Levels of workplace stress at UK companies have been highlighted by a new report.

Research conducted by mental health charity Mind found work is the most stressful factor in people‘s lives. It found more than one in three (34 per cent) members of the public would describe their work life as being either very or quite stressful.

Nearly three in five people (57 per cent) taking part in the report say they drink after work and one in seven (14 per cent) drink during the working day in a bid to cope with workplace stress.

Smoking was used by 28 per cent of respondents to combat stress, while 15 per cent of employees are taking antidepressants, 16 per cent are using over the counter sleeping aids and ten per cent take prescribed sleeping tablets.

Mind also found that one in five (19 per cent) take a day off sick because of stress, but 90 per cent of them gave their bosses a different reason for their absence.

The charity‘s chief executive Paul Farmer stated businesses cannot afford to ignore work-related mental health issues such as stress.

“Our research shows that employees are still experiencing high levels of stress at work, which is negatively impacting their physical and mental health,” he said.

Mr Farmer added: “We know that right now, one in six workers is experiencing depression, stress or anxiety and yet our survey tells us that most managers don‘t feel they have had enough training or guidance to support them.”

Flexible working hours and generous annual leave are among the measures Mind says can help employers to boost the wellbeing of their members of staff.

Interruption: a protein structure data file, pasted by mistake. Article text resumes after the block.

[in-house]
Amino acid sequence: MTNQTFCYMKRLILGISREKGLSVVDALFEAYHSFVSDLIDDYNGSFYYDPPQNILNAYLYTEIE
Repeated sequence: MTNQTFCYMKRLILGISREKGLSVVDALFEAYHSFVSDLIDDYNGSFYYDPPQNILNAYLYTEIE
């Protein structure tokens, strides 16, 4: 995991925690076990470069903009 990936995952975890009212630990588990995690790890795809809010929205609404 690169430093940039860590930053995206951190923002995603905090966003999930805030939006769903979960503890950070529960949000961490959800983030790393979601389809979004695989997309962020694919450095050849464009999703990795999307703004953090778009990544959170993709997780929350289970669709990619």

Over half of managers (56 per cent) polled by Mind said they would like to do more to improve staff mental wellbeing but they stated they require more training and guidance to do so.

Chief Executive of Mind, Paul Farmer, said:

Improving mental wellbeing in the workplace doesn’t have to cost a lot. Our research shows that people whose organisations offered flexible working hours and generous annual leave said such measures supported their mental wellbeing.

Three in five people said that if their employer took action to support the mental wellbeing of all staff, they would feel more loyal, motivated, committed and be likely to recommend their workplace as a good place to work.

Mind is urging managers and HR professionals to sign up to their free webinars and resources which will focus on creating mentally healthy workplaces in tough economic times and how to support staff who are stressed or have mental health problems.

Research reference: Populus interviewed 2060 adults aged 18+ in England and Wales, in work between 6-10 March 2013.

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